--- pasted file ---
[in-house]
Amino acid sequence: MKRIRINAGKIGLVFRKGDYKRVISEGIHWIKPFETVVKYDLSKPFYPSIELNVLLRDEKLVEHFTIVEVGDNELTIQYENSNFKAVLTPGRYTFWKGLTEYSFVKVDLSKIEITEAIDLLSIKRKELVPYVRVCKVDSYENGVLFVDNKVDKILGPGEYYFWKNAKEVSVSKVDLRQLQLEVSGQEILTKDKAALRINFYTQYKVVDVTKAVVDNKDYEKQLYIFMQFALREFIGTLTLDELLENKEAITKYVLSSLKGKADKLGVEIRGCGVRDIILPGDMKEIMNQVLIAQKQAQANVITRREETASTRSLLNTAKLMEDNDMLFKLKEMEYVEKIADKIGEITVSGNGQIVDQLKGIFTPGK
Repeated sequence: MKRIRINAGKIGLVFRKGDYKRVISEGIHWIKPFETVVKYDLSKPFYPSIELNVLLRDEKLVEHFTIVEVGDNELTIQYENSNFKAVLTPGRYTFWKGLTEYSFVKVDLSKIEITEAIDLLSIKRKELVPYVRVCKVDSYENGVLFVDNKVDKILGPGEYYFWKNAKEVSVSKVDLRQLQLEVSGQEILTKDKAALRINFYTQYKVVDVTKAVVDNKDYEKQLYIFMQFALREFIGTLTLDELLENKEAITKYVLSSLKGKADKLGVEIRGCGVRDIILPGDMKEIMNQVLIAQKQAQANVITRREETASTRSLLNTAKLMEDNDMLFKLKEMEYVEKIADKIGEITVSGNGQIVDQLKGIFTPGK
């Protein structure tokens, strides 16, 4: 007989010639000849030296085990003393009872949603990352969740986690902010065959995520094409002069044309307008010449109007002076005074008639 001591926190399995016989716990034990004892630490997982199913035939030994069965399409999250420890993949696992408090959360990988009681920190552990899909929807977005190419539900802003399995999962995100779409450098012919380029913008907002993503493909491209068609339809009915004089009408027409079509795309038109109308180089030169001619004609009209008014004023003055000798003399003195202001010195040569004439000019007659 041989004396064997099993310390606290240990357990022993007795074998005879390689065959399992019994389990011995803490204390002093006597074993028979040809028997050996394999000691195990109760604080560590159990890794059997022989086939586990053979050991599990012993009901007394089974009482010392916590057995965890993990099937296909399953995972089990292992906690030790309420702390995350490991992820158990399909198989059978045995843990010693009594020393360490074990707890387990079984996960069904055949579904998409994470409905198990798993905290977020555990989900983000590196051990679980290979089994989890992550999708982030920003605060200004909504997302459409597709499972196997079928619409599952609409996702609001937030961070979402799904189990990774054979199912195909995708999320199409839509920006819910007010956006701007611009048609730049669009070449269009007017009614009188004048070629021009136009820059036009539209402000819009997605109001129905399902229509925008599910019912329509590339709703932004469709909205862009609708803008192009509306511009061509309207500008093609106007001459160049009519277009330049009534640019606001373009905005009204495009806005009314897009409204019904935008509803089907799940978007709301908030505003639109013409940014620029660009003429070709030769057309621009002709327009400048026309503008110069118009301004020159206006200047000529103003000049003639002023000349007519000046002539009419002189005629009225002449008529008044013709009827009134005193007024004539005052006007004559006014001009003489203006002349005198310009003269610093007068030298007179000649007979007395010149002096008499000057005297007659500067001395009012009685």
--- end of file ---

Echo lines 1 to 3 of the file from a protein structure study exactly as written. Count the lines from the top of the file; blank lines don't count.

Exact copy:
[in-house]
Amino acid sequence: MKRIRINAGKIGLVFRKGDYKRVISEGIHWIKPFETVVKYDLSKPFYPSIELNVLLRDEKLVEHFTIVEVGDNELTIQYENSNFKAVLTPGRYTFWKGLTEYSFVKVDLSKIEITEAIDLLSIKRKELVPYVRVCKVDSYENGVLFVDNKVDKILGPGEYYFWKNAKEVSVSKVDLRQLQLEVSGQEILTKDKAALRINFYTQYKVVDVTKAVVDNKDYEKQLYIFMQFALREFIGTLTLDELLENKEAITKYVLSSLKGKADKLGVEIRGCGVRDIILPGDMKEIMNQVLIAQKQAQANVITRREETASTRSLLNTAKLMEDNDMLFKLKEMEYVEKIADKIGEITVSGNGQIVDQLKGIFTPGK
Repeated sequence: MKRIRINAGKIGLVFRKGDYKRVISEGIHWIKPFETVVKYDLSKPFYPSIELNVLLRDEKLVEHFTIVEVGDNELTIQYENSNFKAVLTPGRYTFWKGLTEYSFVKVDLSKIEITEAIDLLSIKRKELVPYVRVCKVDSYENGVLFVDNKVDKILGPGEYYFWKNAKEVSVSKVDLRQLQLEVSGQEILTKDKAALRINFYTQYKVVDVTKAVVDNKDYEKQLYIFMQFALREFIGTLTLDELLENKEAITKYVLSSLKGKADKLGVEIRGCGVRDIILPGDMKEIMNQVLIAQKQAQANVITRREETASTRSLLNTAKLMEDNDMLFKLKEMEYVEKIADKIGEITVSGNGQIVDQLKGIFTPGK